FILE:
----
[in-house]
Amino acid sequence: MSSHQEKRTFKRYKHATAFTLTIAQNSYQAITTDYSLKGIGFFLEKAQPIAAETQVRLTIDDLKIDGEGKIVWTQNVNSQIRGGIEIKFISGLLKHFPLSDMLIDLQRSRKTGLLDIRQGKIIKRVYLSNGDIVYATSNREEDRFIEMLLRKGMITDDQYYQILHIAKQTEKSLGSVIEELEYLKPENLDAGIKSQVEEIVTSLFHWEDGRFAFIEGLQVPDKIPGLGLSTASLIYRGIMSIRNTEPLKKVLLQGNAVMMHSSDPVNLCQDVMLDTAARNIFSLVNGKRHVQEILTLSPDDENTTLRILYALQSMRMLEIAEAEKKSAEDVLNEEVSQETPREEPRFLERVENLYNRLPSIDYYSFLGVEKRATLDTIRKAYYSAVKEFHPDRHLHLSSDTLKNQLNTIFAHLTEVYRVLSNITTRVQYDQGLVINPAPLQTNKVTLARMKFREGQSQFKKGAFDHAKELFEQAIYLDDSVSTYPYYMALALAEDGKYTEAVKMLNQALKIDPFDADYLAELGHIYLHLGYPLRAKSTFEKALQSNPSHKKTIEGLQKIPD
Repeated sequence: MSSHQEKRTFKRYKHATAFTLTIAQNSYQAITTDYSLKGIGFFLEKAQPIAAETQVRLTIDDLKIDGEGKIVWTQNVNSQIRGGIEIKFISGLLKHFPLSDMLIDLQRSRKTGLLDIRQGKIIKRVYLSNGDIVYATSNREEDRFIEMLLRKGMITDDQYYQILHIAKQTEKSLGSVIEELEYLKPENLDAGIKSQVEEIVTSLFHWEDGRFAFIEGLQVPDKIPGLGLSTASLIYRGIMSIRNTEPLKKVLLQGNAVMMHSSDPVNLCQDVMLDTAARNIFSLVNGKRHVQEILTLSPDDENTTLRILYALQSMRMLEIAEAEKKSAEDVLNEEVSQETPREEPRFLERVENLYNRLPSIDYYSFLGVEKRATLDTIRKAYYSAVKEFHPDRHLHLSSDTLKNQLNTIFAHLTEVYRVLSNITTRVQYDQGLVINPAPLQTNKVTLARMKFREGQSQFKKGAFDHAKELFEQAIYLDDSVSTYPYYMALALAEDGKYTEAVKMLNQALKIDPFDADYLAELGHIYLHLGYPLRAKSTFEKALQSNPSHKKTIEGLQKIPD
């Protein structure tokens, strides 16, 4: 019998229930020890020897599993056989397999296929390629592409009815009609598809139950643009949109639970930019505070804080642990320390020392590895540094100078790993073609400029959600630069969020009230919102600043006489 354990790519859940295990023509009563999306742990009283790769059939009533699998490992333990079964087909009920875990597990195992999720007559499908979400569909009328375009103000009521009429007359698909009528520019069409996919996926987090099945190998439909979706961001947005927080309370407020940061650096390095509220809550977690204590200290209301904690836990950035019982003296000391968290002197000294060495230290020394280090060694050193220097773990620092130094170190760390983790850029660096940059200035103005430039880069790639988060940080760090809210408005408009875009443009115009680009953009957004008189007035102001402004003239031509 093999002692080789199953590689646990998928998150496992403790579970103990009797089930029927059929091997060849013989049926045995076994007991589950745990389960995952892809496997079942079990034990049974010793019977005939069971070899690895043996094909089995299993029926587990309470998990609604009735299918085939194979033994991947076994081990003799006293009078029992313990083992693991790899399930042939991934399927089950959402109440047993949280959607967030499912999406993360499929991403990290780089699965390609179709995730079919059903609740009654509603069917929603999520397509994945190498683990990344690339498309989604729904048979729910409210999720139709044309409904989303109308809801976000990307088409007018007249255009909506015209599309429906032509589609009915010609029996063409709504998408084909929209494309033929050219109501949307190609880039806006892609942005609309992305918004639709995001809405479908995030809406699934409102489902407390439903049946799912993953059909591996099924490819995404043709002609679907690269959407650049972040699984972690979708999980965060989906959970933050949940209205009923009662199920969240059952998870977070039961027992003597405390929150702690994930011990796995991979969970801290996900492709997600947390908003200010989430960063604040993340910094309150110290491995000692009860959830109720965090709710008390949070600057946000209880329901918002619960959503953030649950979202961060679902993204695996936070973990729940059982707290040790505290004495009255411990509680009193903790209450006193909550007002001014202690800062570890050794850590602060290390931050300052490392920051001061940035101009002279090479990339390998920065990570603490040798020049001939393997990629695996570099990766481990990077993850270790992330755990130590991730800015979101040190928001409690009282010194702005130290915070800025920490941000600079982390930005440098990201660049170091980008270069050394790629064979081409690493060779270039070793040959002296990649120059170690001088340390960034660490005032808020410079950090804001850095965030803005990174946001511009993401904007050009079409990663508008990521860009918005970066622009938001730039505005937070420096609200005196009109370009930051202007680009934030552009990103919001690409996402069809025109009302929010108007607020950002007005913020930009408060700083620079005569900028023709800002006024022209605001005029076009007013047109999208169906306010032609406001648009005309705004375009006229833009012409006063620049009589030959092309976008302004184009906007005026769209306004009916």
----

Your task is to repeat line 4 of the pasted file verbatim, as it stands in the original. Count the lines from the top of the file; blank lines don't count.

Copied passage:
């Protein structure tokens, strides 16, 4: 019998229930020890020897599993056989397999296929390629592409009815009609598809139950643009949109639970930019505070804080642990320390020392590895540094100078790993073609400029959600630069969020009230919102600043006489 354990790519859940295990023509009563999306742990009283790769059939009533699998490992333990079964087909009920875990597990195992999720007559499908979400569909009328375009103000009521009429007359698909009528520019069409996919996926987090099945190998439909979706961001947005927080309370407020940061650096390095509220809550977690204590200290209301904690836990950035019982003296000391968290002197000294060495230290020394280090060694050193220097773990620092130094170190760390983790850029660096940059200035103005430039880069790639988060940080760090809210408005408009875009443009115009680009953009957004008189007035102001402004003239031509 093999002692080789199953590689646990998928998150496992403790579970103990009797089930029927059929091997060849013989049926045995076994007991589950745990389960995952892809496997079942079990034990049974010793019977005939069971070899690895043996094909089995299993029926587990309470998990609604009735299918085939194979033994991947076994081990003799006293009078029992313990083992693991790899399930042939991934399927089950959402109440047993949280959607967030499912999406993360499929991403990290780089699965390609179709995730079919059903609740009654509603069917929603999520397509994945190498683990990344690339498309989604729904048979729910409210999720139709044309409904989303109308809801976000990307088409007018007249255009909506015209599309429906032509589609009915010609029996063409709504998408084909929209494309033929050219109501949307190609880039806006892609942005609309992305918004639709995001809405479908995030809406699934409102489902407390439903049946799912993953059909591996099924490819995404043709002609679907690269959407650049972040699984972690979708999980965060989906959970933050949940209205009923009662199920969240059952998870977070039961027992003597405390929150702690994930011990796995991979969970801290996900492709997600947390908003200010989430960063604040993340910094309150110290491995000692009860959830109720965090709710008390949070600057946000209880329901918002619960959503953030649950979202961060679902993204695996936070973990729940059982707290040790505290004495009255411990509680009193903790209450006193909550007002001014202690800062570890050794850590602060290390931050300052490392920051001061940035101009002279090479990339390998920065990570603490040798020049001939393997990629695996570099990766481990990077993850270790992330755990130590991730800015979101040190928001409690009282010194702005130290915070800025920490941000600079982390930005440098990201660049170091980008270069050394790629064979081409690493060779270039070793040959002296990649120059170690001088340390960034660490005032808020410079950090804001850095965030803005990174946001511009993401904007050009079409990663508008990521860009918005970066622009938001730039505005937070420096609200005196009109370009930051202007680009934030552009990103919001690409996402069809025109009302929010108007607020950002007005913020930009408060700083620079005569900028023709800002006024022209605001005029076009007013047109999208169906306010032609406001648009005309705004375009006229833009012409006063620049009589030959092309976008302004184009906007005026769209306004009916």